DeGioia: I think the future of student media is incredibly bright, and it’s exciting. I think, I can’t say that I am an expert in the deliberations of the Media Board and why they made that choice, but if I were reading between the lines or just picking up some of the cues of some of the language that I read, I would say that they’re imagining that there will be far less cost for print, and so you’ll be much more digital as you go forward. I don’t know truly how to make sense of their decisions. I believe the process, which is clearly articulated and student-run. It’s a student-driven process. It’s a very healthy one, but I imagine they’re probably making some assumptions regarding the future of print itself, not the future of media, but the future of distribution.

Piro: Going off the student media theme, I want to talk about free speech in general on Georgetown’s campus, and the first question is what do you think Georgetown’s role in the place of higher education is? Is it presenting a community for free and open discourse or is it protecting students who feel endangered from certain discourse?

DeGioia: So our policies on speech and expression were crafted in the late-1980’s. They’ve guided the community; they’ve gone through revisions over the years. We do not limit speech, either on the content of the view or the person expressing the view. It’s subject to reasonable time, place, and manner restrictions, which is the spirit of the First Amendment. This has guided us for nearly 30 years, and we’ve had a speech and expression oversight committee that has helped monitor this over the course of these 30 years. We do not limit speech, either on the content of the view or the person expressing the view. Now that being said, we recognize that some forms of speech, some speakers, and some forms of expression can be very hurtful to members of the community, and we try to respect that, try to understand it, and try to determine what’s the most appropriate way for an institution to respond. I’ll give you an example. A year ago about now, there was a rather significant concern over the invitation to our campus of the president of Planned Parenthood. I made it very clear very early on we do not limit speech either on the content of the view or the person expressing the view, and we will protect that speech, but I was severely criticized for protecting the forum at that time. How did we respond in that moment? Well we organized three other events in which alternatives to the perspective would be presented. I spoke at one of them. I introduced a panel that focused on the moral issues at stake. And we tried to be very attentive to the concerns of those who felt offended and harmed by the presence of that speaker, so far as to meet with the student leaders of groups that were among those who were disturbed by the event. Great care and great attention can be given in any one of those sets of circumstances and we don’t limit speech.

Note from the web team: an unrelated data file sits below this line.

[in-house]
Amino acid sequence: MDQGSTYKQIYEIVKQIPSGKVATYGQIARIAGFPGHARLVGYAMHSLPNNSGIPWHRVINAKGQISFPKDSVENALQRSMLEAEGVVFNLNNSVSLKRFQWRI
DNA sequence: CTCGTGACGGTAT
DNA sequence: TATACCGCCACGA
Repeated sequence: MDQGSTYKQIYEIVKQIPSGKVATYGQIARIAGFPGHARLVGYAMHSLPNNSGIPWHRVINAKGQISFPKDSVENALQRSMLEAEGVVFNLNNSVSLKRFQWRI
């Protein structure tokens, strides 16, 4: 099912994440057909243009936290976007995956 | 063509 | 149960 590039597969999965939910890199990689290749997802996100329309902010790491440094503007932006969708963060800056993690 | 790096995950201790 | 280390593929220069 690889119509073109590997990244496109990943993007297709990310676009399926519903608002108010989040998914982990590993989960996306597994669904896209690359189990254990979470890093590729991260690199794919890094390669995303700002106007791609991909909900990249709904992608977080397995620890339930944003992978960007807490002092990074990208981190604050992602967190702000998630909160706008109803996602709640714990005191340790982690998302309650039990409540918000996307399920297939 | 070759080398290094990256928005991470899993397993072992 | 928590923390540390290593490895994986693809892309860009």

Piro: On the flip side of Cecile Richards, looking at the incident that happened at Middlebury recently, do you ever think there would be a place for a speaker as controversial as Charles Murray on the campus?

DeGioia: We’ve had very controversial speakers here over the years. A review of the archives of the Georgetown Voice will show you some of the controversial speakers we’ve had. But our position has been the best answer to that speech is more speech. And we will protect the forum. We also recognize that our responsibility doesn’t stop with protecting the forum. It only begins there. And from there we have a responsibility to engage with our community in ways that will ensure that the concerns of those who might be offended by a particular speech or speaker are understood.

Piro: So do you think that student groups that are unrecognized like H*yas for Choice, do you think that they have enough access to the ability to make their voice heard?